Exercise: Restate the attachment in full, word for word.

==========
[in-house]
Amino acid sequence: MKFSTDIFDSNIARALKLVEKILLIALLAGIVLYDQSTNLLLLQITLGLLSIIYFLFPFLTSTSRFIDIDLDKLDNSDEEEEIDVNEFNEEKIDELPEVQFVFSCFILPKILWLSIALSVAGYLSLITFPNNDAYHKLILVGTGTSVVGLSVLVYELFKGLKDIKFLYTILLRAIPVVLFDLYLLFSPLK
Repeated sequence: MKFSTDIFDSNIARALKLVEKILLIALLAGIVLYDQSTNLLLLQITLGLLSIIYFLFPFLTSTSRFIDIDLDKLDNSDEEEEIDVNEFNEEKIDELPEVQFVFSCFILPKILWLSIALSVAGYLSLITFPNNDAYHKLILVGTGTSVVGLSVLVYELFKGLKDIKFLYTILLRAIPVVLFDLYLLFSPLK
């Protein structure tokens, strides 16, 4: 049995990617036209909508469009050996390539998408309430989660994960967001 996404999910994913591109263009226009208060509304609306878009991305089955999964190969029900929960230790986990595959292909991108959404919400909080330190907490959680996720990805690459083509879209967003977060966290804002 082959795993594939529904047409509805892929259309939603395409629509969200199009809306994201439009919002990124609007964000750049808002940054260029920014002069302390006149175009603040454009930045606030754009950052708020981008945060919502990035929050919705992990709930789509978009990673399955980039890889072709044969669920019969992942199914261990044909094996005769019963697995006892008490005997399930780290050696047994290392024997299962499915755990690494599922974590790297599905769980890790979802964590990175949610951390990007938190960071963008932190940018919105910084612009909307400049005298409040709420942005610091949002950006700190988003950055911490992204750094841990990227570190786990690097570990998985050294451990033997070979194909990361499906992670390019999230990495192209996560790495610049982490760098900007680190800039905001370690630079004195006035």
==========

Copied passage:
[in-house]
Amino acid sequence: MKFSTDIFDSNIARALKLVEKILLIALLAGIVLYDQSTNLLLLQITLGLLSIIYFLFPFLTSTSRFIDIDLDKLDNSDEEEEIDVNEFNEEKIDELPEVQFVFSCFILPKILWLSIALSVAGYLSLITFPNNDAYHKLILVGTGTSVVGLSVLVYELFKGLKDIKFLYTILLRAIPVVLFDLYLLFSPLK
Repeated sequence: MKFSTDIFDSNIARALKLVEKILLIALLAGIVLYDQSTNLLLLQITLGLLSIIYFLFPFLTSTSRFIDIDLDKLDNSDEEEEIDVNEFNEEKIDELPEVQFVFSCFILPKILWLSIALSVAGYLSLITFPNNDAYHKLILVGTGTSVVGLSVLVYELFKGLKDIKFLYTILLRAIPVVLFDLYLLFSPLK
């Protein structure tokens, strides 16, 4: 049995990617036209909508469009050996390539998408309430989660994960967001 996404999910994913591109263009226009208060509304609306878009991305089955999964190969029900929960230790986990595959292909991108959404919400909080330190907490959680996720990805690459083509879209967003977060966290804002 082959795993594939529904047409509805892929259309939603395409629509969200199009809306994201439009919002990124609007964000750049808002940054260029920014002069302390006149175009603040454009930045606030754009950052708020981008945060919502990035929050919705992990709930789509978009990673399955980039890889072709044969669920019969992942199914261990044909094996005769019963697995006892008490005997399930780290050696047994290392024997299962499915755990690494599922974590790297599905769980890790979802964590990175949610951390990007938190960071963008932190940018919105910084612009909307400049005298409040709420942005610091949002950006700190988003950055911490992204750094841990990227570190786990690097570990998985050294451990033997070979194909990361499906992670390019999230990495192209996560790495610049982490760098900007680190800039905001370690630079004195006035």